Lexus has revealed that the 2012 GS will not just offer a hybrid powertrain but also a 2.5 litre V6. But there are no plans for a diesel.
The more we learn about the 2012 Lexus GS the more appealing it becomes which, considering the current GS is the most appealing driver’s car in the Lexus range, bodes well for the new GS.
We know, for example, that Lexus intend the new GS to be a “…high-performance concept that can deliver an inspiring driving experience.”, which is an easy PR statement to make, but a not so easy promise to fulfil. But if early reports are anything to go by, it’s all looking rather interesting.
Autoblog has been playing with the 2012 GS 350 – a car we won’t get in Europe – and has been very impressed with it. We don’t need to consider anything much about the new GS apart from its handling and performance -the build quality is a given – but on that front there seem to have been big advances.
Lexus head engineer Koji Sato said of the 2012 GS that “Joy of driving was the number one priority”, a statement we wouldn’t have expected any more than the accompanying statement which says that the new RWD platform in the 2012 GS is “specifically for fun and rewarding driving.” Has the spirit of Hiromu Naruse returned to guide Lexus?
And Autoblog seem to concur after a day with the new GS. “As a sporting proposition, the 2012 GS is vastly superior to the car it will replace” they concluded. They also went on to say that the 2012 GS was so well sorted it could handle far more power than was on offer.
In the UK, Autocar has had a play with the first non-hybrid lump in a GS for some time – the 2.5 litre V6 in the 2012 GS 250. They obviously had less power to play with than the Americans, but they too found the 2012 GS a big step forward for the driver.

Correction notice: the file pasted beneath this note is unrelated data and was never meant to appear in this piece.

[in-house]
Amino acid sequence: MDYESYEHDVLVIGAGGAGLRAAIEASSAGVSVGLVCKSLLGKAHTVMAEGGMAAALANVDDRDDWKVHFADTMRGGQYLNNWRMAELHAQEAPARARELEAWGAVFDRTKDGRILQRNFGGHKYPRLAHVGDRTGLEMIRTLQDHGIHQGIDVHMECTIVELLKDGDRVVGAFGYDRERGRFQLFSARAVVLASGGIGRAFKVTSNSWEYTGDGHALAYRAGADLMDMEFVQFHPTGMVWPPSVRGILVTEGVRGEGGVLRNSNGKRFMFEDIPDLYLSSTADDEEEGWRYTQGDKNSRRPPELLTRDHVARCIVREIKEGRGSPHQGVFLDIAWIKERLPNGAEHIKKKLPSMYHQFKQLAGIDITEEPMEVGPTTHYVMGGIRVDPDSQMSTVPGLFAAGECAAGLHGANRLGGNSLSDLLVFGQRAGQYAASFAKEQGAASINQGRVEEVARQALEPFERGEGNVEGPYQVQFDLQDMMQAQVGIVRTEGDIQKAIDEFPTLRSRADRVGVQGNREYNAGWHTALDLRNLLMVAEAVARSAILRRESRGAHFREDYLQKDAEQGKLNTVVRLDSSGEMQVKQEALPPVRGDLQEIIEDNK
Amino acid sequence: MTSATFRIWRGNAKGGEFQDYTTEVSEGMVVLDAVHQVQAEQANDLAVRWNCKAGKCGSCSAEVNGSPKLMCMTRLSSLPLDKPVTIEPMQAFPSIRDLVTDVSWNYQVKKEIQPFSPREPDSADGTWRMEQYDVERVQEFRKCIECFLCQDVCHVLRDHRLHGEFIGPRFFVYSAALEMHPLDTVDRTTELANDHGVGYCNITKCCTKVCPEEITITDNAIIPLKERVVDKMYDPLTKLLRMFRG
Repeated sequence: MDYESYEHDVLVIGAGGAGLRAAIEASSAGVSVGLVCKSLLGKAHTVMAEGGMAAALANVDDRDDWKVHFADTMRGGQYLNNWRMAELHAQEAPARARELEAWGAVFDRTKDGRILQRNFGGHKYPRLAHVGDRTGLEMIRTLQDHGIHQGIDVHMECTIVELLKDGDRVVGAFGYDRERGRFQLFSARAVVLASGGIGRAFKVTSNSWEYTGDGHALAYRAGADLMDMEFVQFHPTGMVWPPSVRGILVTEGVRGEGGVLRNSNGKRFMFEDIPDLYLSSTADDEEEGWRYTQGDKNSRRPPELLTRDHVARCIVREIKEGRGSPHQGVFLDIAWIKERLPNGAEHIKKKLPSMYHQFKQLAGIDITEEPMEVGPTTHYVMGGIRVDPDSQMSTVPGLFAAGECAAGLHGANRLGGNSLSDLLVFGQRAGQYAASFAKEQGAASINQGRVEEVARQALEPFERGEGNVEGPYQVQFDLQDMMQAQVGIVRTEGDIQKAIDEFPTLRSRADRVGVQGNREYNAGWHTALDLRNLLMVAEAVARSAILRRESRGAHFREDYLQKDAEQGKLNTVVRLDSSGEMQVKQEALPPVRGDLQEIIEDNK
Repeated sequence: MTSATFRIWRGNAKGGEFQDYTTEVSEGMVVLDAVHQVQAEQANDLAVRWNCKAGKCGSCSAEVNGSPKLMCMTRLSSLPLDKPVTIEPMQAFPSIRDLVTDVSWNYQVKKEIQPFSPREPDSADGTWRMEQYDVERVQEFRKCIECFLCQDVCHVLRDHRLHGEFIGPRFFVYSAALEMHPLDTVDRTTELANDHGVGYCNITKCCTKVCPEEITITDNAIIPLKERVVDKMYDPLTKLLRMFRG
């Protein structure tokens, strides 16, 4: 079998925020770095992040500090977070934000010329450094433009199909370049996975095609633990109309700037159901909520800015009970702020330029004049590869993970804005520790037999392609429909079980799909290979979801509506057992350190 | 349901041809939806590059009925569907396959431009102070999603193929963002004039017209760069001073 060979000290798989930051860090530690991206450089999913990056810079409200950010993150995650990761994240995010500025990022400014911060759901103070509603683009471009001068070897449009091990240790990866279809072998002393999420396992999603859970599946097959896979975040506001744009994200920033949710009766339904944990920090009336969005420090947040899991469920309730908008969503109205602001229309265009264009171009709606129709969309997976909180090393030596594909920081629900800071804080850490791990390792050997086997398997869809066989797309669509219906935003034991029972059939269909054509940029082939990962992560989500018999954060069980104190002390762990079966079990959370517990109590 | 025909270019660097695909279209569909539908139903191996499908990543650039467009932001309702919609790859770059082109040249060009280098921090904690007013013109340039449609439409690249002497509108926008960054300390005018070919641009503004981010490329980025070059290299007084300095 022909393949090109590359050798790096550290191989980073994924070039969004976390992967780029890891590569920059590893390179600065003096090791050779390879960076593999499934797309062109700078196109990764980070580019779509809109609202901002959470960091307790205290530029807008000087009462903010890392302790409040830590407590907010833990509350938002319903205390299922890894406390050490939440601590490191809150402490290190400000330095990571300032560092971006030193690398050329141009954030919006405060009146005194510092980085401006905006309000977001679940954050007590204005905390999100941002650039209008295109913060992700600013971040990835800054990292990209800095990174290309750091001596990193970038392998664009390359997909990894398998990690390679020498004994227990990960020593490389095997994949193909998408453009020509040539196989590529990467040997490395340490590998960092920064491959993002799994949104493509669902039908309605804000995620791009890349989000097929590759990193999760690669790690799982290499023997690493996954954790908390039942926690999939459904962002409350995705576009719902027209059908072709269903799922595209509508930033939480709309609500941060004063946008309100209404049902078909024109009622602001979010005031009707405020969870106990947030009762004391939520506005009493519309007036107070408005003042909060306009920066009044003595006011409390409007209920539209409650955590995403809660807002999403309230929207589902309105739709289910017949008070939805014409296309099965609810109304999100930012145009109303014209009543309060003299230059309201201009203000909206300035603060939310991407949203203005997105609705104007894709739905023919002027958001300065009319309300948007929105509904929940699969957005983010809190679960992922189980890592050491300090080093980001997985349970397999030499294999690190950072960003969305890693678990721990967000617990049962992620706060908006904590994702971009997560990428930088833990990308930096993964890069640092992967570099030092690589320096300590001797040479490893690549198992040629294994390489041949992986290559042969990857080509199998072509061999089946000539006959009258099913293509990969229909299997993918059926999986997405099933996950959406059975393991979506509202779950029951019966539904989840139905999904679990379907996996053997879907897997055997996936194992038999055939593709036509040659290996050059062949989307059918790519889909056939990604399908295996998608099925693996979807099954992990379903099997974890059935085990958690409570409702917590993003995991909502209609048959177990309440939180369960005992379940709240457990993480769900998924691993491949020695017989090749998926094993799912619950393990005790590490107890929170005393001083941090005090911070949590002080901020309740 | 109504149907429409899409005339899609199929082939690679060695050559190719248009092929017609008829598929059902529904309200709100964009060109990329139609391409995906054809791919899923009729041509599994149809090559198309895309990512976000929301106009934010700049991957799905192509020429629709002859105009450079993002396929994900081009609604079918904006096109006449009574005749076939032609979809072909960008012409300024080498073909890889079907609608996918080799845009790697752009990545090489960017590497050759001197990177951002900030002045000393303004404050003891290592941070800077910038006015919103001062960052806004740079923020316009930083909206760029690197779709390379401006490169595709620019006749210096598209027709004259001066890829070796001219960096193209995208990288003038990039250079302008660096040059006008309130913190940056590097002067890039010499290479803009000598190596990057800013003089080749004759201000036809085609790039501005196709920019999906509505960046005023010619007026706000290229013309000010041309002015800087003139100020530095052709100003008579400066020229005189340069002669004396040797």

It’s a shame the UK and Europe will only get the GS 450h and the GS 250, although it’s good to see that Lexus are finally seeing the light on the hybrid Hobson’s choice they offer on the current GS.
The lack of a diesel may hurt sales in Europe and Lexus tell us there are “No plans for diesel in new GS“. Of course, that’s exactly the phrase Jaguar used when we asked them about the 2.2 litre diesel in the XF.
But maybe it’ll take a while for Lexus to recover from allowing the new GS to have something other than a hybrid – and turning the GS in to a proper driver’s car – before it decides on more power plants.
From a sales perspective it’s surely a no-brainer to add a diesel to the 2012 GS – just as Infiniti has to the ‘M’ – but what the new GS sounds like it’s crying out for is more power to explore the new suspension and joy of driving Lexus seems to have managed to endow on the GS.
Could the answer to that be the Lexus GS-F? We do hope so.
Lexus LF-Gh Concept (2012 Lexus GS) Photo Gallery
(15 photos – click any thumbnail for full gallery)